Without this option, pnmcrop examines the input image and figures out what part of the image is border and what part is foreground (not border), as well as the background color. With this option, pnmcrop finds the borders in one image, then uses the those four border sizes (left, right, top, bottom) in cropping a different image. Furthermore, if you use -margin to add borders, the color of those borders is the background color pnmcrop detects in the border file.

The point of this is that you may want to help pnmcrop to come to a different conclusion as to where the borders are and what the background color is by preprocessing the input image. For example, consider an image that has speckles of noise in its borders. pnmcrop isn't smart enough to recognize these as noise; it sees them as foreground image. So pnmcrop considers most of your borders to be foreground and does not crop them off as you want. To fix this, run the image through a despeckler such as pbmclean and tell pnmcrop to use the despeckled version of the image as the -borderfile image, but the original speckled version as the input image. That way, you crop the borders, but retain the true foreground image, speckles and all.

The border file must have the same number of images in it as the input file; the background color determination for image N of the input is based on the image N of the border file.

This option was new in Netpbm 10.29 (August 2005).

Before Netpbm 10.46 (March 2009), the original image and not the border file determines the background color. pnmcrop fails if there is no apparent background color in the original image (i.e. the corners of the image don't have a common color).

This determines how pnmcrop handles an image which is entirely
background (blank), a case where cropping doesn't make much sense.

program fails, with explanatory message (default)

Output image is the same as the input image.
-margin has no effect.

output is a single row, column, or pixel (of the background color).
If you crop both vertically and horizontally (the default), it is a
single pixel. If you crop only vertically, a single row, of the
original width. If you crop only horizontally, it is a single column,
of the original height.

This is a somewhat incongruous result; the mathematically consistent
result of cropping the background from an image that is entirely
background would be an image with no pixels at all. But such a thing
does not exist in the Netpbm formats (and you probably wouldn't want
it anyway, because whoever processes this output may not tolerate

The background can be more than one color when you specify
-closeness, so it matters which row, column, or pixel remains.
If you crop on the top and not bottom, it is the last row that remains.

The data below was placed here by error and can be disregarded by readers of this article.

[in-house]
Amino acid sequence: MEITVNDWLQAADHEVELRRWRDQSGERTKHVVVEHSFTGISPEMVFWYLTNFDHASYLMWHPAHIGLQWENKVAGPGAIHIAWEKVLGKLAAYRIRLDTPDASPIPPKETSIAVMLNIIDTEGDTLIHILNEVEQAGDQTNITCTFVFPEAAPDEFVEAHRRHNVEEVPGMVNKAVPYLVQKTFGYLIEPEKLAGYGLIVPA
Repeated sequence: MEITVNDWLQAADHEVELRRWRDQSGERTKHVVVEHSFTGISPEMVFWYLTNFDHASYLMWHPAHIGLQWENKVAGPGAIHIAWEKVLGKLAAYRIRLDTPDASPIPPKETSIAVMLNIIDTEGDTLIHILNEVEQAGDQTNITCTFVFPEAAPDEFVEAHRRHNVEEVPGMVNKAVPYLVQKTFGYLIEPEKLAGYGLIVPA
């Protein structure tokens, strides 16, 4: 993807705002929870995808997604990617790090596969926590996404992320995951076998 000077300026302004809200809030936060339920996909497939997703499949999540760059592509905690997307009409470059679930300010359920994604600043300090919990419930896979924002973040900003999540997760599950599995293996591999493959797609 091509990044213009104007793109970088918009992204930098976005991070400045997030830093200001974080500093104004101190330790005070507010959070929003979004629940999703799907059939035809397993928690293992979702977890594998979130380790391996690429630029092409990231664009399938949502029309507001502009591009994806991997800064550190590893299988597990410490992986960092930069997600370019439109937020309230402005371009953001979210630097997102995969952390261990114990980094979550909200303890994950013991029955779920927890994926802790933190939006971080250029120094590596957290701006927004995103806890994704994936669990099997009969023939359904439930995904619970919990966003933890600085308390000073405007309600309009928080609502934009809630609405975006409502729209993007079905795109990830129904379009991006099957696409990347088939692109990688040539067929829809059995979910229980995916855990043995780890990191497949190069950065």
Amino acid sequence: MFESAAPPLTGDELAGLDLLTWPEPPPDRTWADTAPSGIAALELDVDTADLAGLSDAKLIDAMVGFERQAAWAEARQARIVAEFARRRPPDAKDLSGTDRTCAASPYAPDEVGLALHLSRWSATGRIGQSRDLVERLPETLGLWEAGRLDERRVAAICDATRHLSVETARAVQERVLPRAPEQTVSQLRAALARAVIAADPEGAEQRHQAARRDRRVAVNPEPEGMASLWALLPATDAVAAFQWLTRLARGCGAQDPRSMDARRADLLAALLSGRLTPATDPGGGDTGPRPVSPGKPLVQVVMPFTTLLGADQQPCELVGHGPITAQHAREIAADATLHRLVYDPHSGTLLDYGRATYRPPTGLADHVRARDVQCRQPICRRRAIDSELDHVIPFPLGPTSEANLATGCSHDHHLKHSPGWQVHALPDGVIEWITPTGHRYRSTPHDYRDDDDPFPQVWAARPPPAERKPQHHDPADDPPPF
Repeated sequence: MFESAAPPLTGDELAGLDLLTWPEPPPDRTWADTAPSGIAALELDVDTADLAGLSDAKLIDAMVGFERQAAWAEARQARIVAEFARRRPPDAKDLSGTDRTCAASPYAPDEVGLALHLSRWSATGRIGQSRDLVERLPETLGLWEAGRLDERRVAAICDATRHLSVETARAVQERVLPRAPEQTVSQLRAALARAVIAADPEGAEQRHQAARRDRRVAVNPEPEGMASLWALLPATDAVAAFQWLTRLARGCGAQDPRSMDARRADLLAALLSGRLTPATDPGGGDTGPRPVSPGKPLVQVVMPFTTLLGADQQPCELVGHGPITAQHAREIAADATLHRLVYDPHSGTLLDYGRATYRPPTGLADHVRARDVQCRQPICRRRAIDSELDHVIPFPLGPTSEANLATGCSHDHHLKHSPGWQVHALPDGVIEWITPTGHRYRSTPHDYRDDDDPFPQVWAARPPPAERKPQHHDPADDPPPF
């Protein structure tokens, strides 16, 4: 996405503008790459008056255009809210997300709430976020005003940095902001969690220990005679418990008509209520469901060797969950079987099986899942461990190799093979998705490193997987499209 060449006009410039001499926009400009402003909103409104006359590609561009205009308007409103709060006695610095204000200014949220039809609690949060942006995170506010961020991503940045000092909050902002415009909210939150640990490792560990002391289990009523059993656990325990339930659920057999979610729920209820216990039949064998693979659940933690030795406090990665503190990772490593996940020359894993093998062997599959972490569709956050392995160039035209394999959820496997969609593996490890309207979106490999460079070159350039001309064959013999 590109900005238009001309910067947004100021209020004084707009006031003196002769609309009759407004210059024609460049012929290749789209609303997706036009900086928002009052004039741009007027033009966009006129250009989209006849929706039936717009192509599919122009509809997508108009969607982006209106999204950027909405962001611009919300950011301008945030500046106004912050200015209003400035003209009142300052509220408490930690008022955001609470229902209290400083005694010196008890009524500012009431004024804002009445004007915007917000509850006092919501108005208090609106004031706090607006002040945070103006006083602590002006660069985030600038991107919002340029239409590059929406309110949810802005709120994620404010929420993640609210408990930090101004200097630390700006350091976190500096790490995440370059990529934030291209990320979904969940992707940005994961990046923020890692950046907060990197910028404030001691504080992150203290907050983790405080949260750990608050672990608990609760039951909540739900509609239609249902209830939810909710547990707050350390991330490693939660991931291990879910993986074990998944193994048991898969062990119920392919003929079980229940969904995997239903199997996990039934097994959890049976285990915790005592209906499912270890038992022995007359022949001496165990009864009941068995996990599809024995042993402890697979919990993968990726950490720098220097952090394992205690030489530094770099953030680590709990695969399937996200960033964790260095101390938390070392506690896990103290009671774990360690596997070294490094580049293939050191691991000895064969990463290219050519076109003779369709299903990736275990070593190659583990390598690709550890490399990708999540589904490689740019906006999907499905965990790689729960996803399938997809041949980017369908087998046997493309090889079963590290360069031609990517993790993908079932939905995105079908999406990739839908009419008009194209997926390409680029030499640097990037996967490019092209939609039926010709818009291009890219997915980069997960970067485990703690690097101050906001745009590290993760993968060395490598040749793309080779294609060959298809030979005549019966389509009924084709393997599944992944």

If you crop on both the top and bottom, it is the middle row that
remains. The other cases follow similarly.

If you specify a margin (-margin), the output image consists
entirely of the margins; there is no single row, column, or pixel
between the margins. So with -margin, the incongruity
mentioned above does not exist. But before Netpbm 10.92 (September
2020), -margin was ignored with -blank-image=minimize.

This odd function selects a hypothetical cropping which is not even
possible, and therefore is valid only with -reportfull or
-reportsize. The cropping that this selects is a crop of the
entire image on every side on which you request cropping. So if you
request cropping only on the left, of a 600 pixel wide image, this
selects a cropping of 600 pixels from the left and none from the other
three sides. Note that were this cropping actually applied, this would
produce an image with no pixels, which is not a valid Netpbm image. But
it gets stranger still if you request cropping on both the right and the
left. In that case, the cropping selected is a cropping of 600 pixels
from both the right and left sides, which would leave a negative-width

This is actually useful if you are trying to find a single set of
cropping parameters to crop a stream of images. To do this, you could
do a pass with -reportsize and -blank-image=maxcrop to
compute the maximum crop for each edge, and then use those numbers in
-cropxxx options on a pamcut pass to do the crop.
In this scenario, any all-background (blank) images would have no effect
on the cropping parameters you compute. If you do this, you must give
special consideration to a stream with nothing but blank images.

-margin is always ignored when the image is all background.

This option was new in Netpbm 10.86 (March 2019).

With this option, pnmcrop does not actually crop anything. Instead, it just prints to Standard Output parameters of the cropping it would have done. The output is a single line per image, like in this example:

0 +7 -20 -10 200 300 rgb-255:10/0/255 0.0

The line is composed of the following blank-delimited tokens:

  • how many pixels would be cropped or padded on the left. This is
    a signed decimal number, where + means pad and - means crop. If there
    would be no change, this is unsigned zero.

  • same, but for the right side.

  • same, but for the top.

  • same, but for the bottom.

  • the resulting image width in pixels, in decimal.

  • the resulting image height in pixels, in decimal.

  • The color pnmcrop took to be the background color, like
    'rgb-255:10/0/255' (This is a format recognized by
    the pnm_parsecolor()
    library routine). The maxval in the color specification is the maxval of
    the image.

  • The closeness value (see -closeness option) pnmcrop
    used, in floating point decimal.

    You cannot use -borderfile together with this option.

    This option was new in Netpbm 10.86 (March 2019).

This is like -reportfull, but reports only the left, right, top, bottom, width, and height.

You cannot use -borderfile together with this option.

This option was new in Netpbm 10.86 (March 2019).

Print on Standard Error information about the processing, including exactly how much is being cropped off of which sides.


pamcut(1), pamfile(1), pnm(5)


Copyright (C) 1989 by Jef Poskanzer.


This manual page was generated by the Netpbm tool 'makeman' from HTML source. The master documentation is at
16 August 2020 netpbm documentation